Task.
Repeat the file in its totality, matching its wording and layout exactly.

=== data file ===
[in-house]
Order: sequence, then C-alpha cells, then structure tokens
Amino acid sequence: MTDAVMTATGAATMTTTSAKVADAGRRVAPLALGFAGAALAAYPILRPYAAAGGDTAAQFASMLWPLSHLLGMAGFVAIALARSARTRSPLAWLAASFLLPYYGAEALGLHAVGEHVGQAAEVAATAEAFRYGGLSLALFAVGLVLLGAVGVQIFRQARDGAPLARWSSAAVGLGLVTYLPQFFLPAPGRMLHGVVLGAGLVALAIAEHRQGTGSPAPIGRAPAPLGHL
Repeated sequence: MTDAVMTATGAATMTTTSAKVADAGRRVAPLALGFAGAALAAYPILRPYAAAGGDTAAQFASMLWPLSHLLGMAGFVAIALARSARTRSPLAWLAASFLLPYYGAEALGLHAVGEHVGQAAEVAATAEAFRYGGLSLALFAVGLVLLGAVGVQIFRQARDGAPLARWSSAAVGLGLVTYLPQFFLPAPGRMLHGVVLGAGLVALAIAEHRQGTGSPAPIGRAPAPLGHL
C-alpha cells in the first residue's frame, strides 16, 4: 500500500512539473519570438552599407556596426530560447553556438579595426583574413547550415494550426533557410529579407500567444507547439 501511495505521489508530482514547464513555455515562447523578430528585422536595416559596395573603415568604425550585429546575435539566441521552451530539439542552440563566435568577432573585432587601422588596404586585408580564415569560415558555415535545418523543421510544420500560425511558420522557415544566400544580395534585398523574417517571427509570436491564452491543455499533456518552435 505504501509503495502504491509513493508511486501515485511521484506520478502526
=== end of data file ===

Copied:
[in-house]
Order: sequence, then C-alpha cells, then structure tokens
Amino acid sequence: MTDAVMTATGAATMTTTSAKVADAGRRVAPLALGFAGAALAAYPILRPYAAAGGDTAAQFASMLWPLSHLLGMAGFVAIALARSARTRSPLAWLAASFLLPYYGAEALGLHAVGEHVGQAAEVAATAEAFRYGGLSLALFAVGLVLLGAVGVQIFRQARDGAPLARWSSAAVGLGLVTYLPQFFLPAPGRMLHGVVLGAGLVALAIAEHRQGTGSPAPIGRAPAPLGHL
Repeated sequence: MTDAVMTATGAATMTTTSAKVADAGRRVAPLALGFAGAALAAYPILRPYAAAGGDTAAQFASMLWPLSHLLGMAGFVAIALARSARTRSPLAWLAASFLLPYYGAEALGLHAVGEHVGQAAEVAATAEAFRYGGLSLALFAVGLVLLGAVGVQIFRQARDGAPLARWSSAAVGLGLVTYLPQFFLPAPGRMLHGVVLGAGLVALAIAEHRQGTGSPAPIGRAPAPLGHL
C-alpha cells in the first residue's frame, strides 16, 4: 500500500512539473519570438552599407556596426530560447553556438579595426583574413547550415494550426533557410529579407500567444507547439 501511495505521489508530482514547464513555455515562447523578430528585422536595416559596395573603415568604425550585429546575435539566441521552451530539439542552440563566435568577432573585432587601422588596404586585408580564415569560415558555415535545418523543421510544420500560425511558420522557415544566400544580395534585398523574417517571427509570436491564452491543455499533456518552435 505504501509503495502504491509513493508511486501515485511521484506520478502526